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review 2017-09-05 22:29
Book 55/100: A Monster Calls by Patrick Ness
A Monster Calls - Patrick Ness

I rarely give books five stars, but this one just gave me so many feels.

I already knew that Patrick Ness is an excellent writer, at least when it comes to his YA work. But this book was staggeringly beautiful, dealing with tragedy in a way that is real and raw and not full of the melodrama or romanticization that so often goes along with YA or middle-grade depictions of grief. Not only that, but Ness takes a look at the darker, messier sides of grieving that are universal and yet rarely acknowledged, something that is particularly important for kids to encounter: the scary things we think or feel when we are on the edge of losing someone we love are OK, normal, and understandable.

This book also strikes the perfect balance between fantasy and realism, allowing the reader to decide how much of it is "real" and how much Conor's own invention/coping mechanism. Aside from Conor's grandmother, the characters are not particularly fleshed out -- however, this type of characterization works in a story that can be read mostly as an allegory. And really, any book that makes me cry this much is definitely doing something right.

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review 2017-01-05 00:00
The Grieving Stones
The Grieving Stones - Gary McMahon I listened to this one on audio and it was excellent. The writing was dark and brooding and the narration by Chris Barnes really added some extra atmosphere. There were some good characterizations, as well for such a quick work, which clocked in at just under 3 hours.

A field trip group therapy session to a place called Grief House may not have been the best idea. Just sayin’.
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review 2016-08-10 19:04
The Grieving Stones by Gary McMahon
The Grieving Stones - Gary McMahon

Weird.  Not really a horror novelette, as advertised, but still a strange story.  The writing was decent but I didn't care much, one way or the other, about any of the characters.

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review 2016-01-28 17:05
Sweet and Haunting
You Were Here - Cori McCarthy

This story of a group of people broken by the careless death of one boy will pul you in and not let go.

I was unsure about this for the first 20%. It was a sad tale of a traumatized teenage girl who watched her older brother die, lives with her crumbling family, risks her life almost daily and distances herself from any future plans. I do not like to wallow in the dark pool of pain with characters, like the loop Jaycee seemed to be stuck in. Luckily she wasn't stuck for much longer. The past she so desired came to her in the pocket of her dead brothers clothes. This little piece of paper started a journey that was filled with, truths, revelations, broken hearts and hope. By the time I got to 50% I couldn't put it down, I stayed up till 3 am to finish. I had to know, had to see if they found what they were looking for.

The characters were so different and well developed. I hated, loved, cheered and worried over them. Mik. the most mysterious selective mute character had the biggest personality and the biggest draw, his lack of words just made him more fragile. How could you not want this guy to have his dream ? Natalie the type A personality friend with some serious issues. She was the biggest puzzle, a complicated mess who appeared to have it all together. Really, there isn't a character in the book that doesn't have real life after trauma issues. The issues are realistic, believable and left me even feeling sorry for the big jerk in the story.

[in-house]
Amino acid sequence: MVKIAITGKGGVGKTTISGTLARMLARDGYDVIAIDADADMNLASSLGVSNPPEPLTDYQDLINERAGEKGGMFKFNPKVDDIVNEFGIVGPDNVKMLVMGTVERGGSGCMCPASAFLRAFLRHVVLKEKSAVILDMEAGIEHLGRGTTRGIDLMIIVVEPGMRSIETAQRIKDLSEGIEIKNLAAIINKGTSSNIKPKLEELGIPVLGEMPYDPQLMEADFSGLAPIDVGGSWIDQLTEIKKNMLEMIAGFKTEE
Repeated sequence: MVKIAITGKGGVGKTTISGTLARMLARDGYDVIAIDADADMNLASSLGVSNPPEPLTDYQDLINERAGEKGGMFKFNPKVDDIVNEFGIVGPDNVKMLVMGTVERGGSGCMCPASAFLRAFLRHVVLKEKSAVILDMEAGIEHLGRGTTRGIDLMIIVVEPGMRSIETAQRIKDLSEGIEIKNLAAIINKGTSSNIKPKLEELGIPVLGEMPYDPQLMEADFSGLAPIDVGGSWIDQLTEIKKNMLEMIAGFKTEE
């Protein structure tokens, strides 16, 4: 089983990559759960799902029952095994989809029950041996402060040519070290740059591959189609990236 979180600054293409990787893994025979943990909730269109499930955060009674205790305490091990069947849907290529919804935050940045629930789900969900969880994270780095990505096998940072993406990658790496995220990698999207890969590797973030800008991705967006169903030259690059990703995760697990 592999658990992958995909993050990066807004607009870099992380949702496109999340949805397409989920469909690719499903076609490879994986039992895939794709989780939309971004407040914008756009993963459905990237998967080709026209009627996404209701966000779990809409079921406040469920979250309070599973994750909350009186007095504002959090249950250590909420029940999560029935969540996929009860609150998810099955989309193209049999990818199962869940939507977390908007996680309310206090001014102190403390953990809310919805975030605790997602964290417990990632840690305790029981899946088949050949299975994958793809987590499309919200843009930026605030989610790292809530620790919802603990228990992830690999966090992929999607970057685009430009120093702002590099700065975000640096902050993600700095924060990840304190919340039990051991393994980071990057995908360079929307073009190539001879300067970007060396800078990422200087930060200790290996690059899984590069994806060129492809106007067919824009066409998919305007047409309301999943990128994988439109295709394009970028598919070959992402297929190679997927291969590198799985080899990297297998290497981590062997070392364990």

I loved it. This author is one definitely want to read again.

 

*ARC provided by the publishers and Netgalley in exchange for an honest review

 

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review 2015-02-17 14:56
Review: Love in the Time of Global Warming
Love in the Time of Global Warming - Francesca Lia Block

Love in the Time of Global Warming by Francesca Lia Block is one of those books that dazzles and sparkles, but once you look through all that and get down to the details, it starts to lose some of its shine.

There's just so much going on in the limited amount of space provided that certain plot points feel tragically under written -- mad scientist, magic users, man-made vs natural disasters; all of these are never quite resolved in any way that feels truly satisfactory. The connection the The Odyssey -- one of the book's main selling points -- is a great example:

The parallels are there, the characters realize it since they have a copy of the book, they find it strange and curious, but then nothing else comes from it. Their lives just happen to be mirroring the events in The Odyssey.

(spoiler show)



But where the book does shine is in the prose, in the teen characters, and in the magical realism that is Block's signature. The characters feel real, their internal struggles (primarily grief and their sexualities) are relatable, and their external battles (as in, the end of the freaking world) are fantastical but still grounded in their responses to it. The world After is beautifully illustrated, though horrific in its construction.

If you want an easy read with a rich world and characters, then read this book, just mind the details left unsaid.

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